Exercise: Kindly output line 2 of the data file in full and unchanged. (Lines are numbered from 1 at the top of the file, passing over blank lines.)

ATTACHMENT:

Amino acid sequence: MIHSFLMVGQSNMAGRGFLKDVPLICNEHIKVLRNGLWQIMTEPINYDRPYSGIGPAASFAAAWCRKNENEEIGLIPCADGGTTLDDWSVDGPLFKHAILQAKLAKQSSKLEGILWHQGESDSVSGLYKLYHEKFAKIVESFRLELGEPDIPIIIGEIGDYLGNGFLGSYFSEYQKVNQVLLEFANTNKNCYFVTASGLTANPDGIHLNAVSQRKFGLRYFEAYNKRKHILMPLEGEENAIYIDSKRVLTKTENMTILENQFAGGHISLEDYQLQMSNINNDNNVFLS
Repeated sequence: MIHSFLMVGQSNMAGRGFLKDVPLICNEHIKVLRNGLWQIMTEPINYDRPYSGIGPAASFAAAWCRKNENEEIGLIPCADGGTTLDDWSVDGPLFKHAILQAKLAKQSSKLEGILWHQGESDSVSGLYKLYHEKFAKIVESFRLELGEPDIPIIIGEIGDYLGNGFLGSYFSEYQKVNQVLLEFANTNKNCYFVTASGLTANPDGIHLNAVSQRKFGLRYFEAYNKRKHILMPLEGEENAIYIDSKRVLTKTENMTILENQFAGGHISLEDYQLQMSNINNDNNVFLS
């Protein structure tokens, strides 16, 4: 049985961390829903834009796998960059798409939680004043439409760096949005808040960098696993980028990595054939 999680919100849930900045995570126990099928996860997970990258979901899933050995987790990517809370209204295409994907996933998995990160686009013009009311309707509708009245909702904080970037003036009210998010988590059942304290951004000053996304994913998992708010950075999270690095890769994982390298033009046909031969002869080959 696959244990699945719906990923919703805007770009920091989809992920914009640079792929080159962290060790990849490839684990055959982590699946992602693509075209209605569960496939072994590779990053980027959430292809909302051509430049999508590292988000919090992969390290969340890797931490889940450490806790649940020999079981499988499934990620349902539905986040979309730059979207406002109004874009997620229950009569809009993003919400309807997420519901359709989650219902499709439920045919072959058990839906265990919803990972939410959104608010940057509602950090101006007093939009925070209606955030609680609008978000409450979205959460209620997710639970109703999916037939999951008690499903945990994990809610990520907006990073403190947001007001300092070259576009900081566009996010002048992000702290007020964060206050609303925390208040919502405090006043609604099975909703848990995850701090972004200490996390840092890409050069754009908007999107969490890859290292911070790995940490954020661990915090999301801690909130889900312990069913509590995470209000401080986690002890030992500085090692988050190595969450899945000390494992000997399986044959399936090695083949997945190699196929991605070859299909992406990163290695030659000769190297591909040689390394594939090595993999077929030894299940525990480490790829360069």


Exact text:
Repeated sequence: MIHSFLMVGQSNMAGRGFLKDVPLICNEHIKVLRNGLWQIMTEPINYDRPYSGIGPAASFAAAWCRKNENEEIGLIPCADGGTTLDDWSVDGPLFKHAILQAKLAKQSSKLEGILWHQGESDSVSGLYKLYHEKFAKIVESFRLELGEPDIPIIIGEIGDYLGNGFLGSYFSEYQKVNQVLLEFANTNKNCYFVTASGLTANPDGIHLNAVSQRKFGLRYFEAYNKRKHILMPLEGEENAIYIDSKRVLTKTENMTILENQFAGGHISLEDYQLQMSNINNDNNVFLS